The Master Sommelier diploma is the highest distinction a professional can attain in fine wine and beverage service. Testing is focused on the areas needed for superior beverage department management, which include Tasting, Theory, Practical and Dining Room Application, and also encompasses spirits, beers, cigars as well as global wine knowledge. Very few people achieve the Master Sommelier distinction. In fact, only 230 people world wide have successfully passed the course to date. One of those few people is UK based Kathrine Larson.
In 2013, Kathrine won the UK Young Sommelier of the Year. Later that year, Kathrine was admitted to the Court of Master Sommeliers, having also been awarded the Grand Siècle award for the highest exam results of her year.
The following article was published in The Drinks Business, featuring London's top female sommeliers, including Kathrine Larsen.
London's Top Female Sommeliers
By Lauren Eades
One woman who has achieved the notoriously difficult Master Sommelier qualification is Kathrine Larsen, who last year swapped the restaurant floor for the sales floor, becoming an account manager for UK wine wholesaler Enotria.
“I had a feeling that I would have to be off the floor if I wanted to expand my perspective and develop myself, which included getting to know the market from a different angle – and I’d be lying if I didn’t say the hours were more flexible,” says Larsen of the move. While no longer on the restaurant floor, Larsen feels negative reactions to female sommeliers are becoming “less frequent”, but that there is still an expectation that a sommelier should be male, middle-aged and have a southern European accent.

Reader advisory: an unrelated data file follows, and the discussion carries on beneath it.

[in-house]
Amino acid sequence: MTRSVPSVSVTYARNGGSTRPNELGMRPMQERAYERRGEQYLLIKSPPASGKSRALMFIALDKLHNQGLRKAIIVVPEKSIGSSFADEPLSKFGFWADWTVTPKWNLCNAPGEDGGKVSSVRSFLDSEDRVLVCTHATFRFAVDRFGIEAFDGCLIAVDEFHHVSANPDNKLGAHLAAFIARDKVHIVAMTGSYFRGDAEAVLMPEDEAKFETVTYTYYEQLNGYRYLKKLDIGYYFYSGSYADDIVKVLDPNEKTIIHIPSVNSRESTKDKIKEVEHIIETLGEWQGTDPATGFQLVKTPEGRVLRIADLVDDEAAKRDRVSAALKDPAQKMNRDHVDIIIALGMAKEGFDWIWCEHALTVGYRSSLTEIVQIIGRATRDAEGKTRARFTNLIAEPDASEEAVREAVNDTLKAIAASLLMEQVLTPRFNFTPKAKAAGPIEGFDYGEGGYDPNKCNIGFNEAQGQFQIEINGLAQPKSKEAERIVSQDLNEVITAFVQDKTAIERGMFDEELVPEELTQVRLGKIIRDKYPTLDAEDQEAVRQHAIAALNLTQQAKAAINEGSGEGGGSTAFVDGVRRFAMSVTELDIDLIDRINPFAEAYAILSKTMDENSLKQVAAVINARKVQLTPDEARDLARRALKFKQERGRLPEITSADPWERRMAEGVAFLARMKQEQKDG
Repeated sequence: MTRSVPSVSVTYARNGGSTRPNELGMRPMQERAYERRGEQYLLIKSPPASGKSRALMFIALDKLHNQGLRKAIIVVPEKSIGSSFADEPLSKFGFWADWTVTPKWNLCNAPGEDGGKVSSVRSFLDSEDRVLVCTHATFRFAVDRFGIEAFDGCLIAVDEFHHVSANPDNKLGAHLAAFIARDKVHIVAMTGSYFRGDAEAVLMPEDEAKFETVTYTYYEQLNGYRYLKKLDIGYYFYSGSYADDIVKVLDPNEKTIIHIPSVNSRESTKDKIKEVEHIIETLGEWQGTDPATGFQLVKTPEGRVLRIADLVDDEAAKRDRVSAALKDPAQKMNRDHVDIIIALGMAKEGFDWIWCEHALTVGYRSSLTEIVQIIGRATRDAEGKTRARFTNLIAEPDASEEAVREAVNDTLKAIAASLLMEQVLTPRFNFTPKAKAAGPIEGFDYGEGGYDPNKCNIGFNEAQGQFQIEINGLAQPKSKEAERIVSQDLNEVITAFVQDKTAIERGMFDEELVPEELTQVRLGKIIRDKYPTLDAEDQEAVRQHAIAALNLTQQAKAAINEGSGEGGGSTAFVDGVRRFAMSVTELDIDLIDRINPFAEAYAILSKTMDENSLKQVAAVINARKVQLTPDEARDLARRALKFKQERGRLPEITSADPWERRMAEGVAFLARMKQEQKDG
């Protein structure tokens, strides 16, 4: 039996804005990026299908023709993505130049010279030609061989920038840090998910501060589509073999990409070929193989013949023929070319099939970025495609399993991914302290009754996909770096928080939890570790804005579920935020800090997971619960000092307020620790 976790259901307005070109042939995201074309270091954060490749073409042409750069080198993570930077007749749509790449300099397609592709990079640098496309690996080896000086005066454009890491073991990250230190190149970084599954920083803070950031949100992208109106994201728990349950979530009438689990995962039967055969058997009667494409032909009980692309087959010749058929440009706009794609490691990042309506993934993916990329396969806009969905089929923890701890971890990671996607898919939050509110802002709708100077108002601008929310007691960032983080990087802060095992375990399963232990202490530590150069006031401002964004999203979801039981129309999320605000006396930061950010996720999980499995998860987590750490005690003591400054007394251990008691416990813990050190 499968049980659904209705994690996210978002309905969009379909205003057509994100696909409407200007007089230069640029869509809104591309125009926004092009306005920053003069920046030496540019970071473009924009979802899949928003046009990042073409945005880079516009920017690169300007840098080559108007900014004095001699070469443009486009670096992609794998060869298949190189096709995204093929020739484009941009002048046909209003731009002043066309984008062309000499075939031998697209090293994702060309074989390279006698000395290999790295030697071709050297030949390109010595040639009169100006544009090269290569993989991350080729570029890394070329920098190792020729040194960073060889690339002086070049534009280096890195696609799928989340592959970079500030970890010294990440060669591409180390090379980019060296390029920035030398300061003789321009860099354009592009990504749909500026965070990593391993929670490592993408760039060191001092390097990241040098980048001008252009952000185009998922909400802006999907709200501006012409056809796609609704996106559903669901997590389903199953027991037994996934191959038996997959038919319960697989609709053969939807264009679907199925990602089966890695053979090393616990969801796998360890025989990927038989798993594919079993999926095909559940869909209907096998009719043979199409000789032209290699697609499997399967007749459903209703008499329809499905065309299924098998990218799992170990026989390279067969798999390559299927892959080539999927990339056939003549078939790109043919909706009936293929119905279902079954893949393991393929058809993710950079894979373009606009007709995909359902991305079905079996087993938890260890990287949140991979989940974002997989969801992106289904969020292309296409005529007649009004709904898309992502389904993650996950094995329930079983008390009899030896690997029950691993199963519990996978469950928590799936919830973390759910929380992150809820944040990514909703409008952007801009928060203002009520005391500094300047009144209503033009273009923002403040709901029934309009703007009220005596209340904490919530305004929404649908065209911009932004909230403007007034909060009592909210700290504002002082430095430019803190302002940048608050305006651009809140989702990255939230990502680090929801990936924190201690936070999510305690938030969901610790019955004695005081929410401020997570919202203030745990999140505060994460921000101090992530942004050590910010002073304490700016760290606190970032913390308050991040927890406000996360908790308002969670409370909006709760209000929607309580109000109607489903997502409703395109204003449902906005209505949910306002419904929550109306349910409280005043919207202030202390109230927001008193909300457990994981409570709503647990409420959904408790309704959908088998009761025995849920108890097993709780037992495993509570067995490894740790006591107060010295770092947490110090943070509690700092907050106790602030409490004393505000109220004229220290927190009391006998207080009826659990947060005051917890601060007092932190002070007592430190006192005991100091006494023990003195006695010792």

“London and New York are two of the most modern and open-minded cities in the world, and the idea of a female sommelier is more welcome and respected there”, she says, but concedes that in most people’s minds wine is still a male domain. “It has changed a lot over the past decade and is improving by the day. The best way to change people’s view is to expose the public to more female sommeliers,” she says. While as many women as men are now taking the top spots in the industry, there is a greater imbalance further down the hierarchy, which is still dominated by men. “We’re getting closer to equality. I think more women will continue to enter the industry and when younger women hear about their success, they’ll be encouraged to want to work in wine,” she says.
To read the full article, head to http://www.thedrinksbusiness.com/2015/09/women-in-wine-londons-top-female-sommeliers/5/